<uppercase backend name>_SREG_EXTRA_DATA
<uppercase backend name>_AX_EXTRA_DATA


GOOGLE_AX_EXTRA_DATA = [(..., ...)]

Settings must be a list of tuples mapping value name in response and value
alias used to store.

OAuth_ communication demands a set of keys exchange to validate the client
authenticity prior to user approbation. Twitter, Facebook and Orkut
facilitates these keys by application registration, Google works the same,
but provides the option for unregistered applications.

Check next sections for details.

OAuth_ backends also can store extra data in ``UserSocialAuth.extra_data``
field by defining a set of values names to retrieve from service response.

Settings is per backend and it's name is dynamically checked using uppercase
backend name as prefix::

<uppercase backend name>_EXTRA_DATA


FACEBOOK_EXTRA_DATA = [(..., ...)]

Settings must be a list of tuples mapping value name in response and value
alias used to store.

Twitter offers per application keys named ``Consumer Key`` and ``Consumer Secret``.
To enable Twitter these two keys are needed. Further documentation at
`Twitter development resources`_:

- Register a new application at `Twitter App Creation`_,

- mark the "Yes, use Twitter for login" checkbox, and

- fill ``Consumer Key`` and ``Consumer Secret`` values::


- You need to specify an URL callback or the application will be marked as
Client type instead of the Browser. Almost any dummy value will work if
you plan some test.

Facebook works similar to Twitter but it's simpler to setup and redirect URL
is passed as a parameter when issuing an authorization. Further documentation
at `Facebook development resources`_:

- Register a new application at `Facebook App Creation`_, and

- fill ``App Id`` and ``App Secret`` values in values::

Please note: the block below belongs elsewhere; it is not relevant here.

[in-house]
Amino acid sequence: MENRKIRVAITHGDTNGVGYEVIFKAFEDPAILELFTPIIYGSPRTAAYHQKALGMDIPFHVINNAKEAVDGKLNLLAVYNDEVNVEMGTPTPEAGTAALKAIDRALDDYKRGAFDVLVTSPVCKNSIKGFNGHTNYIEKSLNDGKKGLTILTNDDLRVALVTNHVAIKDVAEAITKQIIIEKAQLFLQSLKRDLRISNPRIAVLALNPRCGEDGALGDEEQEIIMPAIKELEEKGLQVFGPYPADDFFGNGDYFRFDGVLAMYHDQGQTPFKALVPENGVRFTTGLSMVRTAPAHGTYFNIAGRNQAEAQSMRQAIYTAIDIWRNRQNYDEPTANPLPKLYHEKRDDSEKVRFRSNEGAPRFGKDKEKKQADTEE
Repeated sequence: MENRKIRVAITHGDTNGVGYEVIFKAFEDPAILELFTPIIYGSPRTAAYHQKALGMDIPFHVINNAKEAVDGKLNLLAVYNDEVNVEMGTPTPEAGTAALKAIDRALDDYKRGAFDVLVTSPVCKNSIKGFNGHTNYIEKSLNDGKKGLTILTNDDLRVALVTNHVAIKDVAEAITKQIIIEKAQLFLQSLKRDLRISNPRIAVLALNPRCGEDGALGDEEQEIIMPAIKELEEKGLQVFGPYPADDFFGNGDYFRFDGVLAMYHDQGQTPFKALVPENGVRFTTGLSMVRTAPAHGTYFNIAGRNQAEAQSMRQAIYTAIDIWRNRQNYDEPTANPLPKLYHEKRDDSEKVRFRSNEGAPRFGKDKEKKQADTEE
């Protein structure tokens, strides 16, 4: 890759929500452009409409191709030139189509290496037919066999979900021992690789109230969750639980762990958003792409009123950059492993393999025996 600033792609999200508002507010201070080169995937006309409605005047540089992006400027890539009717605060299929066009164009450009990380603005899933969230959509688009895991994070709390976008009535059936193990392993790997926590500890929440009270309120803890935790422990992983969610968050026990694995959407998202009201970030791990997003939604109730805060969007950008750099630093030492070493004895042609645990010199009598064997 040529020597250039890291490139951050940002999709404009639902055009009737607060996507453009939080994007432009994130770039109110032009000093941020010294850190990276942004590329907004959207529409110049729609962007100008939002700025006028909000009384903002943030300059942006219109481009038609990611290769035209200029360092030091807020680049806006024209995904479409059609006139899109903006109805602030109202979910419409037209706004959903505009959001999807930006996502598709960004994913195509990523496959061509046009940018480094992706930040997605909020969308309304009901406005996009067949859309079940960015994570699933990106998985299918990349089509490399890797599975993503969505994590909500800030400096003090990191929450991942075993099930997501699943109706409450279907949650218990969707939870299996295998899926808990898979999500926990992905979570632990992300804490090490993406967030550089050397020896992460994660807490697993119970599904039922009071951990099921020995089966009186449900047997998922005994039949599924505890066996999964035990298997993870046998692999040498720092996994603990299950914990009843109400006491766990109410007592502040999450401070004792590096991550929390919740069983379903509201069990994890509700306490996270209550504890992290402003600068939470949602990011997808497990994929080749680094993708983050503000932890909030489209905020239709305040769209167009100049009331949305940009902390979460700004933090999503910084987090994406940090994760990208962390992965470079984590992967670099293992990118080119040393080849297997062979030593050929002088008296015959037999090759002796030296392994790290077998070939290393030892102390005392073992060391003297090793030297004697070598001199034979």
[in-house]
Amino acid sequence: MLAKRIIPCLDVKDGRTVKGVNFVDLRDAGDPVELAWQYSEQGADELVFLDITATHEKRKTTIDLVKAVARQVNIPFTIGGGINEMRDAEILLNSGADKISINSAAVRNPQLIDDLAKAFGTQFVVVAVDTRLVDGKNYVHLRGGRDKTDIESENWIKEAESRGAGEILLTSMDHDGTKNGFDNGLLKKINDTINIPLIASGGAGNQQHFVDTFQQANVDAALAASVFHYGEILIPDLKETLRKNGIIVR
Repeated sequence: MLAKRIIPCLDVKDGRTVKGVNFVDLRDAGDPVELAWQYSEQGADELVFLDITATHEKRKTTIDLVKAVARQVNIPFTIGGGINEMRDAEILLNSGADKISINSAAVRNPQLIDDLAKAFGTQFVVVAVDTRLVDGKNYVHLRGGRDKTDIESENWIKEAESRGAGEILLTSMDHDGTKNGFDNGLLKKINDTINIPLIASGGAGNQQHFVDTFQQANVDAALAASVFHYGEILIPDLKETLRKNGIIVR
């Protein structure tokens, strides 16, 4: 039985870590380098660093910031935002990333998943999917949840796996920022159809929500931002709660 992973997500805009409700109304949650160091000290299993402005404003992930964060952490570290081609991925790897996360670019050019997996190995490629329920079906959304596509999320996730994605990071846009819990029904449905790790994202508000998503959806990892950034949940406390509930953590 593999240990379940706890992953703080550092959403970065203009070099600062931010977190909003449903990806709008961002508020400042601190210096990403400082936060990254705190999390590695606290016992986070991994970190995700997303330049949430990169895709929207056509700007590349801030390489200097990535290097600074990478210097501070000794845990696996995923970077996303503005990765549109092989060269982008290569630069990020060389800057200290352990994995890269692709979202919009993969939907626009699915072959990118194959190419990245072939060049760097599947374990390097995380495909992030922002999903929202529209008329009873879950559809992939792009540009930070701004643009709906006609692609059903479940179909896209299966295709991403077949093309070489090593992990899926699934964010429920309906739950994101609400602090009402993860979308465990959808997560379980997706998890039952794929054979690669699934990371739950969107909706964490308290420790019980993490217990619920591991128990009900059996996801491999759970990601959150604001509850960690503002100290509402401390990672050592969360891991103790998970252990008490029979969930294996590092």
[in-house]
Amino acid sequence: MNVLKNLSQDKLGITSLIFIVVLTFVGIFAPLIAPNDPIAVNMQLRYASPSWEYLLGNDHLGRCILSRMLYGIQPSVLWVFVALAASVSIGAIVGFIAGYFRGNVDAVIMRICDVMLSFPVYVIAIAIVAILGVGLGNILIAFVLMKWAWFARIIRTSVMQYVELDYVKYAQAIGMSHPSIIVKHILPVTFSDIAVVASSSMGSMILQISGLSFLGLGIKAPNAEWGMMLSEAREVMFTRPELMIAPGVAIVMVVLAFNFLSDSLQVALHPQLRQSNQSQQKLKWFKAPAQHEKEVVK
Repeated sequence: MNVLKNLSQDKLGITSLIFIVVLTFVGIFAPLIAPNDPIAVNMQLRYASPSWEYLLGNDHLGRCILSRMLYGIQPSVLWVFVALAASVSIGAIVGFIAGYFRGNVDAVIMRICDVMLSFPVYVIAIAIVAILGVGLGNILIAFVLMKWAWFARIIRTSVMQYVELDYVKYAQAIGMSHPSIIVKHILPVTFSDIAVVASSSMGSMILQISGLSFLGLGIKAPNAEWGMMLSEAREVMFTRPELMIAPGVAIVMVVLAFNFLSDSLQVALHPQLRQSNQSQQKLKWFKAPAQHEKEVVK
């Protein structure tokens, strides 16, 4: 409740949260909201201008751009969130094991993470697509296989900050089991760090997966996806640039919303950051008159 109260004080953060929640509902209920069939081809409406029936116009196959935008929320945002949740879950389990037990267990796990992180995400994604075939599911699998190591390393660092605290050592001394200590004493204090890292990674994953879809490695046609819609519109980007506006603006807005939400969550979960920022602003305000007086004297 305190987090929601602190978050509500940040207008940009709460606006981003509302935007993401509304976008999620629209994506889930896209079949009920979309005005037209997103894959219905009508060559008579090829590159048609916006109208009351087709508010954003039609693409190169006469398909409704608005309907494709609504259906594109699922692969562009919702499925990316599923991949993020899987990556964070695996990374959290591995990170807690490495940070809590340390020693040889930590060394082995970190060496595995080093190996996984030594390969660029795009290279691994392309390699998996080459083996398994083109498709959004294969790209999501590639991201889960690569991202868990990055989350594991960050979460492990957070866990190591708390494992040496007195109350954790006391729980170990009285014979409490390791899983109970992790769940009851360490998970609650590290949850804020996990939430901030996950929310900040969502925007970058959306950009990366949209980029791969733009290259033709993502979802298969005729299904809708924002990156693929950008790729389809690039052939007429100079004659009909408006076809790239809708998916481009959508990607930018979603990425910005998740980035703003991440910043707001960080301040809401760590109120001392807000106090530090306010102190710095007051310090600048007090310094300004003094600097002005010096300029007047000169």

- also it's possible to define extra permissions with::


If you define a redirect URL in Facebook setup page, be sure to not define or http://localhost:8000 because it won't work when
testing. Instead I define and setup a mapping on /etc/hosts
or use dnsmasq_.

Orkut offers per application keys named ``Consumer Key`` and ``Consumer Secret``.
To enable Orkut these two keys are needed.

Check `Google support`_ and `Orkut API`_ for details on getting
your consumer_key and consumer_secret keys.

- fill ``Consumer Key`` and ``Consumer Secret`` values::


- add any needed extra data to::


- configure extra scopes in::


Google OAuth
Google provides ``Consumer Key`` and ``Consumer Secret`` keys to registered
applications, but also allows unregistered application to use their authorization
system with, but beware that this method will display a security banner to the
user telling that the application is not trusted.

Check `Google OAuth`_ and make your choice.

- fill ``Consumer Key`` and ``Consumer Secret`` values::


anonymous values will be used if not configured as described in their
`OAuth reference`_

- configure the display name to be used in the "grant permissions" dialog
that Google will display to users in::


shows 'Social Auth' by default, but that might not suite your application.

- setup any needed extra scope in::


Check which applications can be included in their `Google Data Protocol Directory`_

Google OAuth2
Recently Google launched OAuth2 support following the definition at `OAuth2 draft`.